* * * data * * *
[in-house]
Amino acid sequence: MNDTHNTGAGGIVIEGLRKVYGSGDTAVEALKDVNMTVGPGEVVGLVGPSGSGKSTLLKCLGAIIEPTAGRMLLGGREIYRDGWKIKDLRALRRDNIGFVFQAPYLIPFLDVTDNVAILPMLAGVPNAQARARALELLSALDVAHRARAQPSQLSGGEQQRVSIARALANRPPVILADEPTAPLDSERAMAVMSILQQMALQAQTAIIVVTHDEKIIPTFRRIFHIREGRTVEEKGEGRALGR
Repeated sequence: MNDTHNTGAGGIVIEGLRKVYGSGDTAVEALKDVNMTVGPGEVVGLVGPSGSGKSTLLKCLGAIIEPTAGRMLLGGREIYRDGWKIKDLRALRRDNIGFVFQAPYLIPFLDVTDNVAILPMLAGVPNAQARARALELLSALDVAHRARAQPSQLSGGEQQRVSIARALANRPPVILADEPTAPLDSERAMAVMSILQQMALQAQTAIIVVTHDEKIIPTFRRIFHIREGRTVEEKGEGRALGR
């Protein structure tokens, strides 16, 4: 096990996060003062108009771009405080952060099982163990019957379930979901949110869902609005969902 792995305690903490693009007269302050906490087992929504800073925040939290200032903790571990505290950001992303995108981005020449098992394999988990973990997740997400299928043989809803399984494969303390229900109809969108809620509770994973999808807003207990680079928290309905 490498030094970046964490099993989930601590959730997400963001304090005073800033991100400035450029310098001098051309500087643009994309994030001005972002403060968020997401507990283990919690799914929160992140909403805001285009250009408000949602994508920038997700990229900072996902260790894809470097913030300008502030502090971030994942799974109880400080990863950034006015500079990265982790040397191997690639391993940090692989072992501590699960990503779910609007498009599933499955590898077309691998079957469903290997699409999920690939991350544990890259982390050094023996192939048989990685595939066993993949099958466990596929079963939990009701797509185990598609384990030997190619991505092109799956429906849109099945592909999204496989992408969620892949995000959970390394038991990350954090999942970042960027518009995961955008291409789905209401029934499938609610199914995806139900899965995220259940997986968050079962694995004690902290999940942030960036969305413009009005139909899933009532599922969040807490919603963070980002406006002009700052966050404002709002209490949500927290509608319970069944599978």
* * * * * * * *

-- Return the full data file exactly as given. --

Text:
[in-house]
Amino acid sequence: MNDTHNTGAGGIVIEGLRKVYGSGDTAVEALKDVNMTVGPGEVVGLVGPSGSGKSTLLKCLGAIIEPTAGRMLLGGREIYRDGWKIKDLRALRRDNIGFVFQAPYLIPFLDVTDNVAILPMLAGVPNAQARARALELLSALDVAHRARAQPSQLSGGEQQRVSIARALANRPPVILADEPTAPLDSERAMAVMSILQQMALQAQTAIIVVTHDEKIIPTFRRIFHIREGRTVEEKGEGRALGR
Repeated sequence: MNDTHNTGAGGIVIEGLRKVYGSGDTAVEALKDVNMTVGPGEVVGLVGPSGSGKSTLLKCLGAIIEPTAGRMLLGGREIYRDGWKIKDLRALRRDNIGFVFQAPYLIPFLDVTDNVAILPMLAGVPNAQARARALELLSALDVAHRARAQPSQLSGGEQQRVSIARALANRPPVILADEPTAPLDSERAMAVMSILQQMALQAQTAIIVVTHDEKIIPTFRRIFHIREGRTVEEKGEGRALGR
């Protein structure tokens, strides 16, 4: 096990996060003062108009771009405080952060099982163990019957379930979901949110869902609005969902 792995305690903490693009007269302050906490087992929504800073925040939290200032903790571990505290950001992303995108981005020449098992394999988990973990997740997400299928043989809803399984494969303390229900109809969108809620509770994973999808807003207990680079928290309905 490498030094970046964490099993989930601590959730997400963001304090005073800033991100400035450029310098001098051309500087643009994309994030001005972002403060968020997401507990283990919690799914929160992140909403805001285009250009408000949602994508920038997700990229900072996902260790894809470097913030300008502030502090971030994942799974109880400080990863950034006015500079990265982790040397191997690639391993940090692989072992501590699960990503779910609007498009599933499955590898077309691998079957469903290997699409999920690939991350544990890259982390050094023996192939048989990685595939066993993949099958466990596929079963939990009701797509185990598609384990030997190619991505092109799956429906849109099945592909999204496989992408969620892949995000959970390394038991990350954090999942970042960027518009995961955008291409789905209401029934499938609610199914995806139900899965995220259940997986968050079962694995004690902290999940942030960036969305413009009005139909899933009532599922969040807490919603963070980002406006002009700052966050404002709002209490949500927290509608319970069944599978």